Forum for Science, Industry and Business

Sponsored by:     3M 
Search our Site:

 

Ants make web

14.03.2002


Researchers can now crawl through data on 11,000 ant species.
© Antbase


Formidable catalogue puts army of ants online.

After four years of cooperation and tenacity worthy of their quarry, ant experts have completed Antbase, a centralized, online information resource cataloguing all 11,000 known species of ant.

Its creators hope that Antbase will one day become the ant equivalent of GenBank, the public database of genetic sequence data, and a boon not just for ant specialists, but for entomologists and ecologists of every kind.



Ant taxonomists Donat Agosti of the American Museum of Natural History in New York and Norman Johnson of Ohio State University in Columbus built Antbase using funds from general research budgets and small institutional grants. Having compiled a full list of ant names, they hope their homespun project will now win long-term funding and a permanent home. "It needs to be institutionalized," says Agosti.

The database’s backbone is an updated list of species names. Compiling the list was anything but trivial, Agosti and Johnson say. Descriptions of new species published in obscure journals over the past century had led to heavy duplication. As the project progressed, Antbase shrank to its current size from an initial list of over 20,000 names. "We’re trying to pick up the debris from nineteenth-century taxonomy," says Johnson.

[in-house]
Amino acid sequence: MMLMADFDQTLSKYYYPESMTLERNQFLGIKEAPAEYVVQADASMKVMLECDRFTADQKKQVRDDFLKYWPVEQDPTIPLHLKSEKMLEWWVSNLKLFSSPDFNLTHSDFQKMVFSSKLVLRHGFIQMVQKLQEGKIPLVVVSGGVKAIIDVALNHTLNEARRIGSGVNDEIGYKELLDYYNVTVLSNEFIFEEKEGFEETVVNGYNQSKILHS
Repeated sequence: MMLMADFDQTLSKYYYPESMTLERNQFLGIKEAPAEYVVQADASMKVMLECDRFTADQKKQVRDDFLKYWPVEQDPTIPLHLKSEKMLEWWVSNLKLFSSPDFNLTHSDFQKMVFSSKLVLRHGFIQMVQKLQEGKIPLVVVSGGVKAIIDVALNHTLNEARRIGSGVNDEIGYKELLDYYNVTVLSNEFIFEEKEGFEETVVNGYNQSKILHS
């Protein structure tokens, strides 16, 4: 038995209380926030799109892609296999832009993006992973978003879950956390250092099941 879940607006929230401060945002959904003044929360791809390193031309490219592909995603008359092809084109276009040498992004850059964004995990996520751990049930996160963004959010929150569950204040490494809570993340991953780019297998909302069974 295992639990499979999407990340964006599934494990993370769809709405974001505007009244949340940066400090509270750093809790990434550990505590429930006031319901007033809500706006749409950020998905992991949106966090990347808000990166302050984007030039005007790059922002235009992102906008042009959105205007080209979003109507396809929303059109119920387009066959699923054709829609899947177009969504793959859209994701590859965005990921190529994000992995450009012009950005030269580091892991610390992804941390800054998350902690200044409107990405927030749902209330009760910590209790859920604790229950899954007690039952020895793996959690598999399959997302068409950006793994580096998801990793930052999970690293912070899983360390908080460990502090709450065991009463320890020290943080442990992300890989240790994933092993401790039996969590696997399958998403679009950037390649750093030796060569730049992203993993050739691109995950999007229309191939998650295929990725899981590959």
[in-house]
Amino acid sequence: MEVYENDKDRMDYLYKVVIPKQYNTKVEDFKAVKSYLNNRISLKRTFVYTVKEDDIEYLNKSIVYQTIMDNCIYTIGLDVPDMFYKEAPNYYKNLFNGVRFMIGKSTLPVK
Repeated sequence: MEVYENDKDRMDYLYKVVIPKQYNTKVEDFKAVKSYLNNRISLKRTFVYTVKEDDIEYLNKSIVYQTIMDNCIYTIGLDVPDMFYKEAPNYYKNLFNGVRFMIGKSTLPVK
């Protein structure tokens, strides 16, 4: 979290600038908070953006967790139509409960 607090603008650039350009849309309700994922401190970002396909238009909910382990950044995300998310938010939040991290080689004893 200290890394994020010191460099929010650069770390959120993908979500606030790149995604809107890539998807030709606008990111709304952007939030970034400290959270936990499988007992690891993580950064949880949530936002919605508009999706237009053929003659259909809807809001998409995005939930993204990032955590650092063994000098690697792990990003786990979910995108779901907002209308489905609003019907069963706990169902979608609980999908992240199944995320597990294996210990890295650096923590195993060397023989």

Records for each species are being linked to information on their geographical distribution and life history, plus pictures held by the Japanese Ant Color Image Database.

Antbase could emerge as a long-needed resource for ant taxonomists, says Ted Schultz, who works as one at the Smithsonian Institution in Washington DC. "Before, you had to spend hours photocopying thousands of pages of primary literature," he says. The resource could also aid more general studies of ecosystems, where ants often have a prominent role. "Ants are an incredibly useful ecological indicator," Schultz adds.

TOM CLARKE | © Nature News Service
Further information:
http://research.amnh.org/entomology/social_insects/

More articles from Life Sciences:

nachricht Bacteria as pacemaker for the intestine
22.11.2017 | Christian-Albrechts-Universität zu Kiel

nachricht Researchers identify how bacterium survives in oxygen-poor environments
22.11.2017 | Columbia University

All articles from Life Sciences >>>

The most recent press releases about innovation >>>

Die letzten 5 Focus-News des innovations-reports im Überblick:

Im Focus: Nanoparticles help with malaria diagnosis – new rapid test in development

The WHO reports an estimated 429,000 malaria deaths each year. The disease mostly affects tropical and subtropical regions and in particular the African continent. The Fraunhofer Institute for Silicate Research ISC teamed up with the Fraunhofer Institute for Molecular Biology and Applied Ecology IME and the Institute of Tropical Medicine at the University of Tübingen for a new test method to detect malaria parasites in blood. The idea of the research project “NanoFRET” is to develop a highly sensitive and reliable rapid diagnostic test so that patient treatment can begin as early as possible.

Malaria is caused by parasites transmitted by mosquito bite. The most dangerous form of malaria is malaria tropica. Left untreated, it is fatal in most cases....